Posted by: Mark Nielsen | May 11, 2009

Busy Work, Signifying Nothing

” Writing had filled the morning in satisfying ways, but in the harsh light of noon I saw what I’d done as busy work, signifying nothing, meaningless activity with a pretense to meaning.”

Kathleen Norris, The Cloister Walk (pg. 139)

I am pricked by my conscience when I read this: challenged to re-see what I do to spend my days.

First of all, I am challenged to willingly take up more self-discipline in my life– including my prayer life, where I might begin to use a published breviary/daily text, or some other 3x/day system to stay on track. I do not like structure, but that’s exactly why I need it.  Those monks and nuns really had something back then (and still today): talking to God should not be an interruption of one’s day, but a continuation of an ongoing habit. (no nun pun intended here…)

But most of all, reading the above passage, I become concerned –whether appropriately or out of guilt, in another narcisissistic act of self-flagellation — that I am addicted to “meaningless activity with a pretense to meaning”. Not necessarily by anxious writing or a  multiplication of unnecessary words, like Kathleen, but by other “busy work”… through errands and reading and blogging and gardening and music and emailing and facebooking and movies and all the ways that I try to fill up my mind with distraction from the work I really OUGHT to be doing FIRST.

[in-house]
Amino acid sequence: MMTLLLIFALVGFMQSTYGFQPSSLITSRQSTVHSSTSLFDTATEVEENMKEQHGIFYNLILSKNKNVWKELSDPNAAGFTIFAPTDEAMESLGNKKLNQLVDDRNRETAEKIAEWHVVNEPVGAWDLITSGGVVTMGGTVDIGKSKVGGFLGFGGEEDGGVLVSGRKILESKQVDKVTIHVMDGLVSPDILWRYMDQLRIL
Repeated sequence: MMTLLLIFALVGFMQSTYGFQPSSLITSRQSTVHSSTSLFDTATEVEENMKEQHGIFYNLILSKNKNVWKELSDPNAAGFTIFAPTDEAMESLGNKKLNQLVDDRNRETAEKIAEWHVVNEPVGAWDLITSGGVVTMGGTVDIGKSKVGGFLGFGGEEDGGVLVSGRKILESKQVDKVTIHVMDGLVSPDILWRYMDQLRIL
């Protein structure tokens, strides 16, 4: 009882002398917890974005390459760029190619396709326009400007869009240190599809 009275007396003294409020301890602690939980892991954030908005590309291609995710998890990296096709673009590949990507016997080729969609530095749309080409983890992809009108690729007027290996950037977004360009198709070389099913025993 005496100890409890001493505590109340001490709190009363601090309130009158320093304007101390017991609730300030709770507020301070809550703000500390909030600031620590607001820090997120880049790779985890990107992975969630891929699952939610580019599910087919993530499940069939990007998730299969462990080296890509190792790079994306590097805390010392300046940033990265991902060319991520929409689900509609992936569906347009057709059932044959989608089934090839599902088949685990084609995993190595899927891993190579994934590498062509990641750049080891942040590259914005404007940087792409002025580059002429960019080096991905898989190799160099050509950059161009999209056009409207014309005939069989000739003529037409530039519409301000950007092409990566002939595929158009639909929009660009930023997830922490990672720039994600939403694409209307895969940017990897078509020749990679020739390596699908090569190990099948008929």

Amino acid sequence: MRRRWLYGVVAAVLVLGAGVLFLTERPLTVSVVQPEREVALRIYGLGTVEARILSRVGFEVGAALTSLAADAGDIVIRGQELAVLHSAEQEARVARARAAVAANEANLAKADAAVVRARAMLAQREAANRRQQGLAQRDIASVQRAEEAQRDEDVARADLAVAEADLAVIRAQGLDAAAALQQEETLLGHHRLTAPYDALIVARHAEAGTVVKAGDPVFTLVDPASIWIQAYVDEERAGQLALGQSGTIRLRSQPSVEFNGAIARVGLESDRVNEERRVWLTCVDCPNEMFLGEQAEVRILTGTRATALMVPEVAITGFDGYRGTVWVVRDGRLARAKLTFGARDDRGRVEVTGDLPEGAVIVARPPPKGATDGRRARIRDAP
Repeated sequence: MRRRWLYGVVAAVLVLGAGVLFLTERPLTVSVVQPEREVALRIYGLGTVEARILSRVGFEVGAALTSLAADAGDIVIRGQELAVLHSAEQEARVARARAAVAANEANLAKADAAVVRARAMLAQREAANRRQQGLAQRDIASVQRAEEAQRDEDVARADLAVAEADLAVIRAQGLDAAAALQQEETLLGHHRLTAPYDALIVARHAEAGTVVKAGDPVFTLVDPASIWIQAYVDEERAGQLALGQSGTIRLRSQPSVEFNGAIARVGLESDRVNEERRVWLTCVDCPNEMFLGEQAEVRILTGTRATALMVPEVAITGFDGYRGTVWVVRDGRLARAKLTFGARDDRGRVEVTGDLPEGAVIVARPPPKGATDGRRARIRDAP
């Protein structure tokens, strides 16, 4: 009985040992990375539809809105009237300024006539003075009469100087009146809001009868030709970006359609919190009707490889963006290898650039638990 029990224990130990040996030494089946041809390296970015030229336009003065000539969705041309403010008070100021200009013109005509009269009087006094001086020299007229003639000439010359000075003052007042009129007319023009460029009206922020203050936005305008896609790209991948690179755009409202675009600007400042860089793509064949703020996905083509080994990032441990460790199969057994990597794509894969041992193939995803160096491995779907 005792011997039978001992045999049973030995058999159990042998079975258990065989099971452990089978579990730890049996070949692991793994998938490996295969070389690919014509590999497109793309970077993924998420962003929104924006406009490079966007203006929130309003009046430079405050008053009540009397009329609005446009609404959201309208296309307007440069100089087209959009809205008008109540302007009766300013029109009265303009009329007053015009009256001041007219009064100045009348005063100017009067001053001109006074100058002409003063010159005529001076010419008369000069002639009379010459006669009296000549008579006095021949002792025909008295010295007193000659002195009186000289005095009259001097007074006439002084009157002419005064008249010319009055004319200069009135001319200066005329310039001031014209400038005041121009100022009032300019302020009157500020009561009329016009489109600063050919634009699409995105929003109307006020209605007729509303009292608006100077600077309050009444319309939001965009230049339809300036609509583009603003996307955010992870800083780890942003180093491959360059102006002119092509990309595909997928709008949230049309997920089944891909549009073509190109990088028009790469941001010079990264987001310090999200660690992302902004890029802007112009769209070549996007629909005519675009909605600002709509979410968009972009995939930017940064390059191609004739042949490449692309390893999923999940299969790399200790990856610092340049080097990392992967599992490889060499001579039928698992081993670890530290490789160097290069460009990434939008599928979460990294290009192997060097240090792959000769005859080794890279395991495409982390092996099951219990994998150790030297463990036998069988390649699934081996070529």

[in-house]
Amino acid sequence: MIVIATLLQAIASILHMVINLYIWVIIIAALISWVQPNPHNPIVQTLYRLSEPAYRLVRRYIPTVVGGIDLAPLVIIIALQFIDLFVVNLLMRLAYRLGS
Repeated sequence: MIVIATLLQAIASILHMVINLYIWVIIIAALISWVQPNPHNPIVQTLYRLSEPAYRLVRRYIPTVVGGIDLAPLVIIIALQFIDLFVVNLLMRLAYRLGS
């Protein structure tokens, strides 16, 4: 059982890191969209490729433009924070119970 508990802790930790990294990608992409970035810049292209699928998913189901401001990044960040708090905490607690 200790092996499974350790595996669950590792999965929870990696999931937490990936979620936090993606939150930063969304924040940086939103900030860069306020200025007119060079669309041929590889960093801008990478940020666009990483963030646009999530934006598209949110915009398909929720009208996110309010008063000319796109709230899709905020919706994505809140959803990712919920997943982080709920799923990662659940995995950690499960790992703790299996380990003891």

Sometimes I put off unpleasant work that I’m actually being paid to do in the here and now, in order to prepare for or move toward something vague but much more pleasant in the future. Or I self-sabotage: I delay putting plans in place now that are necessary in order to have success in the near future (such as by registering for a writing & publishing conference this summer, or following through on some pro-bono consulting that might lead to an actual employment opportunity, or getting a less costly medical insurance package for myself and Graham… as the price for my wife’s mediocre plan from her job is rising by up to 15% next year. )

In the employee review that Mark the Manager is giving to Mark the Employee (and often in the grade I’m getting from my wife), I’m getting a passing grade, but just barely. Therefore, how can I get more good work done, while cutting down on the meaningless “busy work”?


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